1 Corinthians 4:8-21 We are fools for the sake of Christ, …To the present hour we are hungry and thirsty, we are poorly clothed and beaten and homeless, and we grow weary from the work of our own hands. When reviled, we bless; when persecuted, we endure; when slandered, we speak kindly.
Lent: Day 8 – Sometimes we just have to work a little harder for the things we want and especially for the things in which we believe. Other times we have to work even harder for someone else we love, who doesn’t believe because they have lost hope, lost their way, or perhaps are simply paralyzed by fear, which keeps them moving forward in their lives. One of the most difficult things to do is to forgive our self for the things we’ve done or the things we believe we have done. The longer we convict our self, the longer it takes for us to believe that anyone else will forgive us. It is at this point in our lives when the people, with whom we have surrounded our selves, become very important. When because of our weakened faith, we are unable to see the blessing God has waiting for us, it is in and through the company we keep that supports and holds us up. Continually, while in our strength, we must discern the company that we keep, so that in our times of weakness we know that God’s presence will still be reached through the strength, prayers and efforts of those surrounding us, who not only believe but also desire to help build our faith on the foundation of Jesus Christ.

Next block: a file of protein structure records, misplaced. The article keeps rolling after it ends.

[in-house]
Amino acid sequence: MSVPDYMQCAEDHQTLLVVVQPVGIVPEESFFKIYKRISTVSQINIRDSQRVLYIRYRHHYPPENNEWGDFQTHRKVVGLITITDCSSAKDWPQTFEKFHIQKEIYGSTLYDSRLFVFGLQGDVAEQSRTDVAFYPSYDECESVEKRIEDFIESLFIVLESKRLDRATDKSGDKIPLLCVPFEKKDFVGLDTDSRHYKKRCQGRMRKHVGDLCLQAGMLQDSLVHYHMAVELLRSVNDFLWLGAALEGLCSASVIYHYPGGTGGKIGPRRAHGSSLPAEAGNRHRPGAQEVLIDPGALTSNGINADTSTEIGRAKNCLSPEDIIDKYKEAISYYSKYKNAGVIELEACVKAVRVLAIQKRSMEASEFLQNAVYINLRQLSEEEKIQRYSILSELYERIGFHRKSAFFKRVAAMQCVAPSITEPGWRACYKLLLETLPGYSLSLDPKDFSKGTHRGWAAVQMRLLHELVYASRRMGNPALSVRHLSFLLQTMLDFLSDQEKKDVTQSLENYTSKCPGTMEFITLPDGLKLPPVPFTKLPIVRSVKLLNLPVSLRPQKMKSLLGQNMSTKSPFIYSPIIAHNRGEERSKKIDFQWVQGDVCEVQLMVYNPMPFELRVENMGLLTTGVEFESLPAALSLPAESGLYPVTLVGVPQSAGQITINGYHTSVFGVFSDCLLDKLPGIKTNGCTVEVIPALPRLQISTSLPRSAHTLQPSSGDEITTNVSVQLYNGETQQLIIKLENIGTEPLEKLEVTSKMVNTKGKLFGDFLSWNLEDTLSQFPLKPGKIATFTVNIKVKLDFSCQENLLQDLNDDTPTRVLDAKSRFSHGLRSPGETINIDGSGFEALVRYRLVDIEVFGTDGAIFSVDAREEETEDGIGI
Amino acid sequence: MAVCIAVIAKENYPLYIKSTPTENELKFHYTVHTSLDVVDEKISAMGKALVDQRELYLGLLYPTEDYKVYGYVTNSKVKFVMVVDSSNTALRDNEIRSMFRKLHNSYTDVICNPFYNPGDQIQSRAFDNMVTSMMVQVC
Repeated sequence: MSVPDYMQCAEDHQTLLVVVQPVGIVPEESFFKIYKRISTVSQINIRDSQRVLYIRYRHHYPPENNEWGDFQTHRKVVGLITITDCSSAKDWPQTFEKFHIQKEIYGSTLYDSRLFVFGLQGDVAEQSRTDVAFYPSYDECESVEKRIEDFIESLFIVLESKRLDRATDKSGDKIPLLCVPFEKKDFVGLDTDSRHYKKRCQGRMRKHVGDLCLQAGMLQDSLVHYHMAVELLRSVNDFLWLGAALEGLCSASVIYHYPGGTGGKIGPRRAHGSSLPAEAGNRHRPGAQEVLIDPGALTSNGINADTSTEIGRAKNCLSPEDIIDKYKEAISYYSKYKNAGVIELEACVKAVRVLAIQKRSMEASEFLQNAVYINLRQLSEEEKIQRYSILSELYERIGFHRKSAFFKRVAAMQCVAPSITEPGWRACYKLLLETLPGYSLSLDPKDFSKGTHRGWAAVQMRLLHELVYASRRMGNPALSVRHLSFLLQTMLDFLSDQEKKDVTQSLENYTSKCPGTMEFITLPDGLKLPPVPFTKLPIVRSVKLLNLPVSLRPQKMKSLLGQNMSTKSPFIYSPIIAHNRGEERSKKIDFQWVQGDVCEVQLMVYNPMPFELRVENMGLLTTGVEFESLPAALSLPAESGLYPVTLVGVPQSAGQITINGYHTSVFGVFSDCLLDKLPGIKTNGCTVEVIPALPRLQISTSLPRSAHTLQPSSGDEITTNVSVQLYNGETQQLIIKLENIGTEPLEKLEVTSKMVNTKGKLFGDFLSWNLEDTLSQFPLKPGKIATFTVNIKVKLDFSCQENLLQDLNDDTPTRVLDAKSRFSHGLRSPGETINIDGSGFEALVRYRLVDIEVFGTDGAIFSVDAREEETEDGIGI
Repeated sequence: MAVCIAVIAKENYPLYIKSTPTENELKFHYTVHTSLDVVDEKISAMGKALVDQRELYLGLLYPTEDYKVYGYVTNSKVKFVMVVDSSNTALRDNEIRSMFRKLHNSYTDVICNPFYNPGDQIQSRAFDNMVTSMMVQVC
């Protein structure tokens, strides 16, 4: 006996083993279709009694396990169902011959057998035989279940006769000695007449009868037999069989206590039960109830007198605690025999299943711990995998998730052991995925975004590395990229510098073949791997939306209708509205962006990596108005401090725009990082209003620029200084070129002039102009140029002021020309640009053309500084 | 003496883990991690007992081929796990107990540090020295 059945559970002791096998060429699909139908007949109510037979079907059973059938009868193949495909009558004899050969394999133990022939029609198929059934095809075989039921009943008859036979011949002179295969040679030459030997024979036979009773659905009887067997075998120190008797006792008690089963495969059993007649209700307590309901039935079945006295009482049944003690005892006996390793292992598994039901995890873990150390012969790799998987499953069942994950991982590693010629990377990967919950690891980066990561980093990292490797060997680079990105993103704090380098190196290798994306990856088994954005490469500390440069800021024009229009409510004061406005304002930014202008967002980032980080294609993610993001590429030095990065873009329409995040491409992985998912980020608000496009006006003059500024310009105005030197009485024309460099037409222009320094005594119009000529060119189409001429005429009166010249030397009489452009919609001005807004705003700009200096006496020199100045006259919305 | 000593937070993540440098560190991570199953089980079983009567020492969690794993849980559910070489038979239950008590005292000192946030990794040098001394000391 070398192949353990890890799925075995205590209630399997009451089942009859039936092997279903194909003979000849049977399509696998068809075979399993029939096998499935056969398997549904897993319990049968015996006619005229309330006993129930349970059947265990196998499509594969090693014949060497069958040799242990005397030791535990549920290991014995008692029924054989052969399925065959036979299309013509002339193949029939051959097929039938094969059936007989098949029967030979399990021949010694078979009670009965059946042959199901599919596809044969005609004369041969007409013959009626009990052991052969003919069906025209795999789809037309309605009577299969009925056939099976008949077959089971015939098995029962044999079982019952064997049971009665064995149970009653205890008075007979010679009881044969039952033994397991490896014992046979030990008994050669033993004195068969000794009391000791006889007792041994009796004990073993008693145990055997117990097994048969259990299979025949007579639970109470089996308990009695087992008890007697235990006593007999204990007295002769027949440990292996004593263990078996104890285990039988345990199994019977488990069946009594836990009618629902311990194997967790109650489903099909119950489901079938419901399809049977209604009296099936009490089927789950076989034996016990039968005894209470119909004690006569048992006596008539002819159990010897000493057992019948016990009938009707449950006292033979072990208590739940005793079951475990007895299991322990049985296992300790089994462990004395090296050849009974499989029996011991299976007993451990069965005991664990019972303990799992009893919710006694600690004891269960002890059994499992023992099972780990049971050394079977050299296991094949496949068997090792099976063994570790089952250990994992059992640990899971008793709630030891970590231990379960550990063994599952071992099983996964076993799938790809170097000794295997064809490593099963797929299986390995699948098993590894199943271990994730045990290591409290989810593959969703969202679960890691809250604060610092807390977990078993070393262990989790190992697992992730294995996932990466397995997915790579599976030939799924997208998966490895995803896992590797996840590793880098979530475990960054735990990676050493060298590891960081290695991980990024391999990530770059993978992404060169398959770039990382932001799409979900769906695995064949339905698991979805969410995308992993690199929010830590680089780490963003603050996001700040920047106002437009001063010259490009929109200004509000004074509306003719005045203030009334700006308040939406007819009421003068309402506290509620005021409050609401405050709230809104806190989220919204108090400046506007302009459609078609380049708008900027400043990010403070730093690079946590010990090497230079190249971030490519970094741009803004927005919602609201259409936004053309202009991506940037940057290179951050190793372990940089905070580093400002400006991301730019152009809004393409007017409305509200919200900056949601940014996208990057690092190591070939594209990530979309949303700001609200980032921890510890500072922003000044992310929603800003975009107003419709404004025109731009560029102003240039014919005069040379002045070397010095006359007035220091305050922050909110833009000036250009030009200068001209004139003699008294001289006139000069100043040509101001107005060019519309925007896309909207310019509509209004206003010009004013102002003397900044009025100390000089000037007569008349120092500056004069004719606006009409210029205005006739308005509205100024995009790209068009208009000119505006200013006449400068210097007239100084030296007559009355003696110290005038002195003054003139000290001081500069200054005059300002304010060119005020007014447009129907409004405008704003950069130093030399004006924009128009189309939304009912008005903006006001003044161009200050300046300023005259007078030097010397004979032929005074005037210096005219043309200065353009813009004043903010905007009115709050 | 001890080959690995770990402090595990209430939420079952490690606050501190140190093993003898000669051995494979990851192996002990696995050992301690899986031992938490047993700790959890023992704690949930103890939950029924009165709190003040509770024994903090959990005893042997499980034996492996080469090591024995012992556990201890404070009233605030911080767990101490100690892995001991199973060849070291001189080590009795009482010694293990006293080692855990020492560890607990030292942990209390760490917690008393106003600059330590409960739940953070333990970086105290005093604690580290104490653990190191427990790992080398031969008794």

Mark 2:1-12 And when they could not bring him to Jesus because of the crowd, they removed the roof above him; and after having dug through it, they let down the mat on which the paralytic lay.
Which is easier, to say to the paralytic, “Your sins are forgiven”, or to say, “Stand up and take your mat and walk”?
1 Corinthians 2:14-3:15 Those who are unspiritual do not receive the gifts of God’s Spirit, for they are foolishness to them, and they are unable to understand them because they are discerned spiritually. Those who are spiritual discern all things, and they are themselves subject to no one else’s scrutiny.